Overall, participants completed 180 experimental trials. These comprised of 60 trials with a choice between direct gaze and averted gaze; 60 choices between direct gaze and object; and 60 choices between averted gaze and object. Within each set of 60 trials, 32 showed 3 locks on one box and 1 on the other; 8 showed 2 locks on one box with 1 on the other, 8 showed 3 locks on one box with 2 on the other, and 12 showed equal numbers of locks on each box. The box with the larger number of locks was pseudorandomly assigned to the left or right side of the screen with equal probability for each number of locks. On each trial, a participant could choose to open the box with fewer locks (requiring less button presses and time) or the box with more locks (requiring more button presses and time). Thus, participants were encouraged to make a trade-off between the effort required to open the box and their preference for a particular movie category.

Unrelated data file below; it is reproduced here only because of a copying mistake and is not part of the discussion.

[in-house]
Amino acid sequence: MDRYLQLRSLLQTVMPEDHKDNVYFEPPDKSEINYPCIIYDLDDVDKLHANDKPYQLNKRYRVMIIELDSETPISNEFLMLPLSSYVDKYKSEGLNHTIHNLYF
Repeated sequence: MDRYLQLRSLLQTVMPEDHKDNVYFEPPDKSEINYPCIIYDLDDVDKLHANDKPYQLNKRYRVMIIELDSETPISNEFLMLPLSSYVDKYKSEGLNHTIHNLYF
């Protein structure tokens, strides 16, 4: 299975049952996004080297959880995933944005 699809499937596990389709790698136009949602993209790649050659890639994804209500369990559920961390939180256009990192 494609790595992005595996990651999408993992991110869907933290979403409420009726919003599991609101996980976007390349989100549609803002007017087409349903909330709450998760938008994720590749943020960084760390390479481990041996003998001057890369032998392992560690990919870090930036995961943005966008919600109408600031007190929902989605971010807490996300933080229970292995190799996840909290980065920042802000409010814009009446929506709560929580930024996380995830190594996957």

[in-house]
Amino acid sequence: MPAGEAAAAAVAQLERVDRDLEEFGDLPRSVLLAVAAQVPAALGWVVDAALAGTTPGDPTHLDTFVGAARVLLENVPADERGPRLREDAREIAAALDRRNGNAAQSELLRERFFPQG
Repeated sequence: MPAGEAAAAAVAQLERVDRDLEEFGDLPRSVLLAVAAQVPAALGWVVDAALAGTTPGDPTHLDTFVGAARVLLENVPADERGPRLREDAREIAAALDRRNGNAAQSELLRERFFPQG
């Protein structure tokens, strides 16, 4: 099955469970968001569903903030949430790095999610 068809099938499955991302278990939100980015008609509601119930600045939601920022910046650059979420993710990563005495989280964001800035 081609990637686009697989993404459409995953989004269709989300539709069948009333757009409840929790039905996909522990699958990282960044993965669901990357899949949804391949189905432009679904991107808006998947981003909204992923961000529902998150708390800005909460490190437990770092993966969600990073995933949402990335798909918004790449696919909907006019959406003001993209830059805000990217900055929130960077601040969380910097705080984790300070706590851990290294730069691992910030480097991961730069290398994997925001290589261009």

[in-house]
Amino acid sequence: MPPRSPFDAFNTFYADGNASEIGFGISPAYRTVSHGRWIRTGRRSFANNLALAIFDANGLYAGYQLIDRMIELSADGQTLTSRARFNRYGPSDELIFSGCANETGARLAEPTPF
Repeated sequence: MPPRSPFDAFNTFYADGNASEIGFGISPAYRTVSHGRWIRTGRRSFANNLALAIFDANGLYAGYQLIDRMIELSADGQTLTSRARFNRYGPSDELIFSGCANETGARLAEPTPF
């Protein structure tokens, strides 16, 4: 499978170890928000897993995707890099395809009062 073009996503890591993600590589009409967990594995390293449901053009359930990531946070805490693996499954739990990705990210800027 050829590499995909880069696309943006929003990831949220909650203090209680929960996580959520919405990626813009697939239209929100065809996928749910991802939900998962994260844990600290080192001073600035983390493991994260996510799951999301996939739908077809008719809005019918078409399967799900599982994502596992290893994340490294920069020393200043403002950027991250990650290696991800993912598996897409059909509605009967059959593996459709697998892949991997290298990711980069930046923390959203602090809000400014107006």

Eighty adults (39 females, age 18–43 years) participated in the study. Participants were recruited by posters in different science/business/arts departments of the University of Nottingham. One participant reported having a positive family history of autism spectrum disorder in a first-degree relative but was not excluded.
Ethical approval for study one was provided by the ethics committee of the School of Psychology, University of Nottingham. The study was conducted in accordance with the declaration of Helsinki. Participants first gave written informed consent to take part in the study. They then completed the “Adult Autism Spectrum Quotient” (AQ) . Two of our participants scored above the cut-off (32) on AQ for the general population  but had never been assessed for or diagnosed with an ASD. Next, the CAM task was presented using MATLAB with Cogent toolbox.